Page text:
NewsCovering Kentucky


Activist says horse racing not a sport; protest planned for Keeneland

Posted at 2:47 PM, Oct 24, 2019
and last updated 2019-10-25 06:31:21-04

LEXINGTON, Ky. (LEX 18) — Kat WahBam drove from Fleming County to Keeneland, knowing the interview wouldn’t last much longer than the walk from her car to the front entrance. But that’s how strongly she feels about the abolishment of horse racing, in light of what’s transpired in the sport over the last 10 months. Since last December, 34 horses have died in racing accidents at Santa Anita in California, and nine have suffered a similar fate between the Spring and Fall meets at Keeneland.

“They are born to run free,” she said before Thursday’s 1:05 p.m. post time. “They are not born to be forced to run, and that’s what’s happening here.”

Kat estimates that she will be joined by as many as 50 protesters this Saturday, the meet’s final day, at the Man-O-War entrance on Versailles Road. “I don’t think there’s been a protest at Keeneland, so we want to end our silence, and we want to draw attention to the inherent cruelty at Keeneland and horse racing in general.”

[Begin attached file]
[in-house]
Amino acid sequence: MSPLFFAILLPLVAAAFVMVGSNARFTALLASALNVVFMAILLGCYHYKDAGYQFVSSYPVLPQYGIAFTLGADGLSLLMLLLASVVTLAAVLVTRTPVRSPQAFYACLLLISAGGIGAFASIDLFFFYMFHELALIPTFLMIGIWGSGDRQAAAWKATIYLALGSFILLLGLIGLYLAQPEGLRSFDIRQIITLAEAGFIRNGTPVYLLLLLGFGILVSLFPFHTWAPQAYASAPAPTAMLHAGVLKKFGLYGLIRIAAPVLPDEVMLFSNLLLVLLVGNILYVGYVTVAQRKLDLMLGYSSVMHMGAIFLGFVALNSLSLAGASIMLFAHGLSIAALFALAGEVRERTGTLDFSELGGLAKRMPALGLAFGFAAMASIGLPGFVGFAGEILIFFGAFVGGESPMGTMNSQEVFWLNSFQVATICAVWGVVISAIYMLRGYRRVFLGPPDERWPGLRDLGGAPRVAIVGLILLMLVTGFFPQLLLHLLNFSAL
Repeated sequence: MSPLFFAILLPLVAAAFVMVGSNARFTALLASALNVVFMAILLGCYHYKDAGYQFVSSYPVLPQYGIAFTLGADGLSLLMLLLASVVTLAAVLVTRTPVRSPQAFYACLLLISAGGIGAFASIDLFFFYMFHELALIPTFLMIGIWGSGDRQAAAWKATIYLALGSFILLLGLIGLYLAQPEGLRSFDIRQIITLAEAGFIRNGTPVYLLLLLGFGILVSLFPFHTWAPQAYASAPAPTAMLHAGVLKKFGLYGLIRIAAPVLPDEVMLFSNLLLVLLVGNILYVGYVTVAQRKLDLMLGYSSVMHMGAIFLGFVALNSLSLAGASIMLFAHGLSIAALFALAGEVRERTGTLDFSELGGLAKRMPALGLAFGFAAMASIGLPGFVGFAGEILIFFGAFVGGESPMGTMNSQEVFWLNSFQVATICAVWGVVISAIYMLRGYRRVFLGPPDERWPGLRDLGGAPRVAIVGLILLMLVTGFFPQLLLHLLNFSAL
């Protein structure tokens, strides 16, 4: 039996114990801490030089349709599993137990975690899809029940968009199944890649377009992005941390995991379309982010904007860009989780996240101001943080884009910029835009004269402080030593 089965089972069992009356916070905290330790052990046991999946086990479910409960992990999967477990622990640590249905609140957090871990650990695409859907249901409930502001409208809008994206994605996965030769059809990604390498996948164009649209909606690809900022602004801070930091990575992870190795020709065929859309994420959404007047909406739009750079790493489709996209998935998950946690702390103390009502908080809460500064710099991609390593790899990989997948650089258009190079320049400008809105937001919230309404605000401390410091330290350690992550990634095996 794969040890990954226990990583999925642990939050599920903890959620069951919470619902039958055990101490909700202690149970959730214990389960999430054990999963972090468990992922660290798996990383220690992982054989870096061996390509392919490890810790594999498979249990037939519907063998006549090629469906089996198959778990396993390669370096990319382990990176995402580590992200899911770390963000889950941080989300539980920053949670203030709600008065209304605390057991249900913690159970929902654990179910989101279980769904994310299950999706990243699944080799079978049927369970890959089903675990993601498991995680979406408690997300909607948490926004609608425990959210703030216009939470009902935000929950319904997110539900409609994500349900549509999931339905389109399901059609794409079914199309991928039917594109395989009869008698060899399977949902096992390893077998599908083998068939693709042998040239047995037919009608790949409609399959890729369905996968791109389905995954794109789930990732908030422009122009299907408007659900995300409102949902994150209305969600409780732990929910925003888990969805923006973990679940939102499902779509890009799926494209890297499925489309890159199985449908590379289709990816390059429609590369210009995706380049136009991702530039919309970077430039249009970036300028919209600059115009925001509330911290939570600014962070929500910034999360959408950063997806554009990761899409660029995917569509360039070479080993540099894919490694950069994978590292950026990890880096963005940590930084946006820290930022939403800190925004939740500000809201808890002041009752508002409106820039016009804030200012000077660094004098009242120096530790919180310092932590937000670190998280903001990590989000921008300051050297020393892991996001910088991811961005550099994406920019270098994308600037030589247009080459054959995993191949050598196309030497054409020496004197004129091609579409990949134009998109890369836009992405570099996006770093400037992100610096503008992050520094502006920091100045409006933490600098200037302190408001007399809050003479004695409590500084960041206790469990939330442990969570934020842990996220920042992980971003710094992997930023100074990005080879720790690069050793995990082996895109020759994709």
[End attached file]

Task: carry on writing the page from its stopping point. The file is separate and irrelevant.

WahBam, and her fellow protesters will have support from an organization called, “Horseracing Wrongs,” when they set up shop on Saturday. The group plans to be peaceful and will leave if Keeneland officials make that request. But they do feel as if they have a message that needs to be heard, even if it falls on deaf ears.

“Irrelevant of the money involved, it should be banned,” she said. “16 states have banned greyhound racing, dog racing, and horse racing should be next.”

And short of matching that type of action, the group will come to simply make its case. “What other sports has their athletes confined for hours at a time, who are drugging them without consent, who are forcing them to race, and killing them if something goes wrong?”

She drove all the way from Fleming County to ask those rhetorical questions. And she’ll keep doing it until finding some suitable answers.

Keeneland tells LEX 18 that they have been working to improve safety by hiring an on-site equine veterinarian and keeping a sharp eye on track conditions.

“There’s nobody that understands the complexity of the safety issue more than a veterinarian,” said Bob Elliston, the VP of racing at Keeneland of Dr. George Mundy, the on-site vet. “He has elevated our attention to this issue even more so."